For at least 25 years, I’ve been outraged at the way we have structured our public schools in Rochester, and across New York.
We have one system of schools (suburban) for middle class and more affluent kids, mostly white kids. In that system, nearly everybody graduates high school on time and goes on to college or work.
In the other system, the city system, almost every child is black, Hispanic, or refugee; almost everyone is poor, and a whole bunch live in extreme poverty—in families whose incomes are well below the poverty line. In the city system, only half the kids graduate on time, and the vast majority of those are neither ready for college nor for work (or work training).
In my 20 years as an editorial writer and columnist at the Democrat and Chronicle, and in the years since, I have written about the injustice I see again and again. This system, it seems to me, is morally indefensible and fundamentally un-American—a system that deprives the poorest kids of the right to a good school that will improve their chances for success.
But I believe that the crisis we face is complicated, not just a moral failure, easily corrected with a personal epiphany. Many good people in our community just do not see a viable solution.
At Great Schools, we have been focused on the importance of diverse schools—on a network of interdistrict magnet schools that will open the doors to success for the kids most likely to fail in our current system.
This is not an ideological crusade, but an evidence-driven proposal. Socioeconomically schools matter.
A 2016 report by The Century Foundation, found that:
- Low-income fourth-graders in mixed-income schools were on average two years ahead in learning over poor students in high-poverty schools. Moreover, poor students in mixed-income high schools showed 30 percent more growth in test scores over four years of high school than poor students in poor schools.
- Poor students in integrated high schools were 68 percent more likely to enroll in college than poor students in high-poverty schools.
- Dropout rates are significantly lower for poor students in mixed-income high schools than for those in high-poverty schools.
It is very clear that diversity dramatically improves the odds of educational success for the poorest kids. That’s why we support it.
But while diversity has been our focus, we have never suggested that magnet schools are a quick or easy solution or that other ideas are not worth pursuing.
We’re not generally pro-charter schools, but when we see a charter program that improves the odds for the poorest kids, we applaud it.
Likewise, it’s clear that minority teachers can have a powerful beneficial effect on the poorest African American students, especially boys.
As an aside, I recommend you listen to “Miss Buchanan’s Period of Adjustment from Season 2 of Malcolm Gladwell’s Revisionist History podcast. It’s the backstory of the Supreme Court’s landmark desegregation ruling in the 1964 Brown v. Board of Education case—in which the court concluded that separate schools for black and white students is inherently unconstitutional because the all-black schools were always inferior.
Gladwell reports that Leola and Oliver Brown were not at all dissatisfied with the all-black school their daughter Linda attended in Topeka, Kansas. They felt the program was fine, the teachers were well-qualified and even more important, that teachers and administrators “took an interest” in the students. They just didn’t feel that the school board should be able to tell them they had no right to send their daughter to a school closer to home because the closer school was for white students.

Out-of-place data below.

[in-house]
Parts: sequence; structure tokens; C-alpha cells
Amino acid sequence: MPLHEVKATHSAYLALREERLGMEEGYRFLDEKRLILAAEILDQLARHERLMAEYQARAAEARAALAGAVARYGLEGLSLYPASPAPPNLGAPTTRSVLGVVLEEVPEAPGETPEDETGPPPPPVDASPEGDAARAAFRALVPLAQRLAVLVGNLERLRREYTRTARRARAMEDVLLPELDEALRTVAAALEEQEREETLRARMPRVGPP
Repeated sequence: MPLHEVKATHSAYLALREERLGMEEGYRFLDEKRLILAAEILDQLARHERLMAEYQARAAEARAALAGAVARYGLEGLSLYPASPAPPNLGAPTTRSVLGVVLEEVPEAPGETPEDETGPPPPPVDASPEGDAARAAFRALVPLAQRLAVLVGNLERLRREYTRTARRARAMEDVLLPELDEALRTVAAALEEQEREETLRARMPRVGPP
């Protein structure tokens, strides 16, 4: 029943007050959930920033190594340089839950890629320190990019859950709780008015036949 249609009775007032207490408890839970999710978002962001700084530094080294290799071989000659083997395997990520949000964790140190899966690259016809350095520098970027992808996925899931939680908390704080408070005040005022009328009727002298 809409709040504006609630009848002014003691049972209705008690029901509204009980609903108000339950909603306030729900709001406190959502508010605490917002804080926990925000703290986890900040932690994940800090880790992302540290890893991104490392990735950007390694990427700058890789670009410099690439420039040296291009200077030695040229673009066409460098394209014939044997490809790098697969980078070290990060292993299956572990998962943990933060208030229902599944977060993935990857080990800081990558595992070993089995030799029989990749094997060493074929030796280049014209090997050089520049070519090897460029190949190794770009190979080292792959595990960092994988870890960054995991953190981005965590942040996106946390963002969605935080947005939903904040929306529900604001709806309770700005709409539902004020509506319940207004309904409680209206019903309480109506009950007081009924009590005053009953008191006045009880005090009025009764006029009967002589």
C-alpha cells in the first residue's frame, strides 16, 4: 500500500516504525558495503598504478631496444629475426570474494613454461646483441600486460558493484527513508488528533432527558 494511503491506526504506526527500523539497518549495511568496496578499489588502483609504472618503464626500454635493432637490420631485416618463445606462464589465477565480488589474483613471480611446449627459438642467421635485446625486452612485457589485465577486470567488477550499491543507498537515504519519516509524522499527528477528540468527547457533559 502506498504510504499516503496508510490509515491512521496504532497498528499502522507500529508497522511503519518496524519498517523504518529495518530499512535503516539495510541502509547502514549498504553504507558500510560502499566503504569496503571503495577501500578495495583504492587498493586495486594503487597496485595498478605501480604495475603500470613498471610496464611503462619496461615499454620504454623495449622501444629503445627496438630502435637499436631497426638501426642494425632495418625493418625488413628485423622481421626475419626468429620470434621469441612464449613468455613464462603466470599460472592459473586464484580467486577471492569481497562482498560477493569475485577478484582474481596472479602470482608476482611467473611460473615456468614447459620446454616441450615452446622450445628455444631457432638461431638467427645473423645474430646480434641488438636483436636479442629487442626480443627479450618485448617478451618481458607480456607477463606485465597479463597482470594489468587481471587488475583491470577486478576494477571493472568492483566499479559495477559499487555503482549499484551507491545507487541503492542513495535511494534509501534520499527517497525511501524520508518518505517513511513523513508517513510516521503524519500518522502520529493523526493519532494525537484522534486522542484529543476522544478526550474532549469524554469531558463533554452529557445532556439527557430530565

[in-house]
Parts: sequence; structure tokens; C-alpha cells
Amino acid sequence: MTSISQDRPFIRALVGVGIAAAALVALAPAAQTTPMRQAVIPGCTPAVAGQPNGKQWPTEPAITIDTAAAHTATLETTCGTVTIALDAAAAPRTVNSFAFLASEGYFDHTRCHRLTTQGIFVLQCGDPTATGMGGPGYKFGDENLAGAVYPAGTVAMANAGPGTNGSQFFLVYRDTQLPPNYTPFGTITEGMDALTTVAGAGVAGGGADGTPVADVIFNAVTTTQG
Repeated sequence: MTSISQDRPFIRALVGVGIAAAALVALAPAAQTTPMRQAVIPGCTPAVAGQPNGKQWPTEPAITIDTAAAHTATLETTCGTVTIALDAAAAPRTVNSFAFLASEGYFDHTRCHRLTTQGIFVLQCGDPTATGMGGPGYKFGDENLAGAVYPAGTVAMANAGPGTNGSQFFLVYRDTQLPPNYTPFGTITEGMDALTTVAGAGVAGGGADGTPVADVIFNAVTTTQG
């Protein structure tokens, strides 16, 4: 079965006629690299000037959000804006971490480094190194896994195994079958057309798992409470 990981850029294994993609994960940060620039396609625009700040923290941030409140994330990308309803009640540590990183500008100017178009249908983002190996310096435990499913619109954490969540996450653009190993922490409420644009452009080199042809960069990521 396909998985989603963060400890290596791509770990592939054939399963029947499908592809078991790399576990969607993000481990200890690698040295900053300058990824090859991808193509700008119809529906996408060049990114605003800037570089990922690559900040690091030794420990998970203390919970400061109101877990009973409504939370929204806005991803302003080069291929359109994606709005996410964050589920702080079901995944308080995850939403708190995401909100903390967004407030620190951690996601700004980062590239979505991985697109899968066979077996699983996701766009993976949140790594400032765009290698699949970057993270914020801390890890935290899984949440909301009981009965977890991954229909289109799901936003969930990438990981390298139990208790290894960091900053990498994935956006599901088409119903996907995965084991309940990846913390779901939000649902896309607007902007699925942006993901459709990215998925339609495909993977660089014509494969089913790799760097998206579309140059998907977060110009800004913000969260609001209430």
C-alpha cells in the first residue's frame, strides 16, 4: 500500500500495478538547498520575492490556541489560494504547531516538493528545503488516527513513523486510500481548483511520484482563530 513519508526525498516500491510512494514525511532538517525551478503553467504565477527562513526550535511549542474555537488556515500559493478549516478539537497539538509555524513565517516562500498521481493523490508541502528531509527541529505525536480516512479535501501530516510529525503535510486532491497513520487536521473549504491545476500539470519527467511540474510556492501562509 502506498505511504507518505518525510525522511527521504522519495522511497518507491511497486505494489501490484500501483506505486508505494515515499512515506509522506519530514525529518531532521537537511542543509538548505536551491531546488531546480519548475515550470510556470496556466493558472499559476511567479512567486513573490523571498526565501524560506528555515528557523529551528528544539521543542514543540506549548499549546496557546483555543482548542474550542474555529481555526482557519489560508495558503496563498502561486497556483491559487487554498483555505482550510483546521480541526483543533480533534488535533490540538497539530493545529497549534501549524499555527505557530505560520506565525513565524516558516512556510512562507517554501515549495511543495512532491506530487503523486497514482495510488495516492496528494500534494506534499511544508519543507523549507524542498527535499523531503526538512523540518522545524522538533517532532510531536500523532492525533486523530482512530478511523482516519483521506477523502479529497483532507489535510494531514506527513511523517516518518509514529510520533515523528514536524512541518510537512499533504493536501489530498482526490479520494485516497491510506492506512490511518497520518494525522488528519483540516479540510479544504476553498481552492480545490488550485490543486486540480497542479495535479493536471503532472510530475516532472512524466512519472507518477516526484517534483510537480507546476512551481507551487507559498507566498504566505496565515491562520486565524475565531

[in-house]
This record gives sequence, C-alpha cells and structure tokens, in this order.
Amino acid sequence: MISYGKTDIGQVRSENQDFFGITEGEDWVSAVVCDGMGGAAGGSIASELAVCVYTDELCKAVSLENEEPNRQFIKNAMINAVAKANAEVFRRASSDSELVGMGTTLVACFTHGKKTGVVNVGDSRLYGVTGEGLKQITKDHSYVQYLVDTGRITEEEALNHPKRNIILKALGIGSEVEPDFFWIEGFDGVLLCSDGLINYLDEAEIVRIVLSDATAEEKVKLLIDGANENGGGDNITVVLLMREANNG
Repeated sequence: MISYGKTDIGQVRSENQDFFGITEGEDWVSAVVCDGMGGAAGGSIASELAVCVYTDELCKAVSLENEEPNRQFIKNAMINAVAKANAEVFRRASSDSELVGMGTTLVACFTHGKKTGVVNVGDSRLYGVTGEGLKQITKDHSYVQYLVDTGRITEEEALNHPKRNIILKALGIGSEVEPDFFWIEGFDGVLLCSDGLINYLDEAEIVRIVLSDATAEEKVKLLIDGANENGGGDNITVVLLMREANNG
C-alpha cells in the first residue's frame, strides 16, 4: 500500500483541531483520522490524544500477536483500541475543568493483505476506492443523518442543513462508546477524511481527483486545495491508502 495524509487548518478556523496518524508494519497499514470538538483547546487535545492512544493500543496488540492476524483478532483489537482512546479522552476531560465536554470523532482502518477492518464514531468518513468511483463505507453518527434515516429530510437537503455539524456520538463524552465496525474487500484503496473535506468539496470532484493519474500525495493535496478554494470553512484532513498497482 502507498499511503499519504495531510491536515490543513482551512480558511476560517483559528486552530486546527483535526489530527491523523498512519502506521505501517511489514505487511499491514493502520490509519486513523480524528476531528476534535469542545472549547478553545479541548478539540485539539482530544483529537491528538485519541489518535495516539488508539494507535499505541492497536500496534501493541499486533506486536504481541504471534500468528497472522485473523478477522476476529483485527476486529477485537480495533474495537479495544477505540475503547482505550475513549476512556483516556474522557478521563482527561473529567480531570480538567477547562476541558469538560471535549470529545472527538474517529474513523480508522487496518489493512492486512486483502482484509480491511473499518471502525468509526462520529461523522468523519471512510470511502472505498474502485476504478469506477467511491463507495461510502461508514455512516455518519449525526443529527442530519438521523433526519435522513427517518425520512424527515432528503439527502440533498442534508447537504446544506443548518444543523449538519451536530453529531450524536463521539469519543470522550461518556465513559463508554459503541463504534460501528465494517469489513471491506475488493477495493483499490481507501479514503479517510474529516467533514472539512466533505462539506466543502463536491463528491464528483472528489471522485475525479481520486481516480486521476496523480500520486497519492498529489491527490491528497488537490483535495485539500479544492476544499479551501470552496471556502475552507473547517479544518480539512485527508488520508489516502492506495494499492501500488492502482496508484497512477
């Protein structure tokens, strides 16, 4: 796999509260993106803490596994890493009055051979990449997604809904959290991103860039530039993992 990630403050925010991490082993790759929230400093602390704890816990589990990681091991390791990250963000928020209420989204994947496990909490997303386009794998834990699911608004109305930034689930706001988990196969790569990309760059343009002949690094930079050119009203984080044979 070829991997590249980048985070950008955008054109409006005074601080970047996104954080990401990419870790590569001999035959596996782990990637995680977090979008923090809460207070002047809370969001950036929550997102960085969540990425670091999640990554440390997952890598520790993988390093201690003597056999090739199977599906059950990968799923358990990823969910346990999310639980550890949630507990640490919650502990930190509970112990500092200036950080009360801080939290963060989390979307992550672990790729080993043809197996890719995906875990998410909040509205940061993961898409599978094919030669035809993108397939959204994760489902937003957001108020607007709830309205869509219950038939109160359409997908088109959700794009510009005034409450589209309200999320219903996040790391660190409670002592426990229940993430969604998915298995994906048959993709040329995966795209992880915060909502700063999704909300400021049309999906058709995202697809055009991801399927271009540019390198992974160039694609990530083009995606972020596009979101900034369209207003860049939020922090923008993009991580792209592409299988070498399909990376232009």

The court ruled, correctly, that segregated schools are always unequal. But it never looked at the question of the role of teachers in outcomes. Gladwell reports on the work of researchers at Vanderbilt University who found that when white teachers evaluate black and white students (of similar academic standing) for admission to gifted and talented programs, the black students are only half as likely to be selected as the white students. It’s not intentional racism, they conclude, just the effect of lower expectations shaped by racial stereotypes.
The truth is that black teachers matter. A study released this April by economists from Johns Hopkins, American University and the University of California Irvine found that, “Low-income black students who have at least one black teacher in elementary school are significantly more likely to graduate high school and consider attending college.”
They found that having “at least one black teacher in third through fifth grades reduced a black student’s probability of dropping out of school by 29 percent.” For the poorest African American boys, the dropout rate fell by an even more dramatic 39 percent.
Black students who have even one back teacher in the early grades have better test scores, fewer behavioral problems in school and much lower rates of suspension.
Are we at Great Schools for All in favor or hiring more minority teachers? Absolutely. We’re for improving the odds.
One of the visceral arguments we sometimes encounter in our advocacy is that it shouldn’t matter who a child sits next to in school. Similarly people strongly object to the proposition that the race of the teacher factors into the performance of black students. People want to believe that equality of educational opportunity arrived with the Civil Rights Act of 1964. But that’s an ideological point of view, not an accurate point of view.
Any issue that intersects with race and poverty is sensitive and evokes strong emotions.
But the way forward is to embrace the evidence and act accordingly. That’s what we’re all about at Great Schools.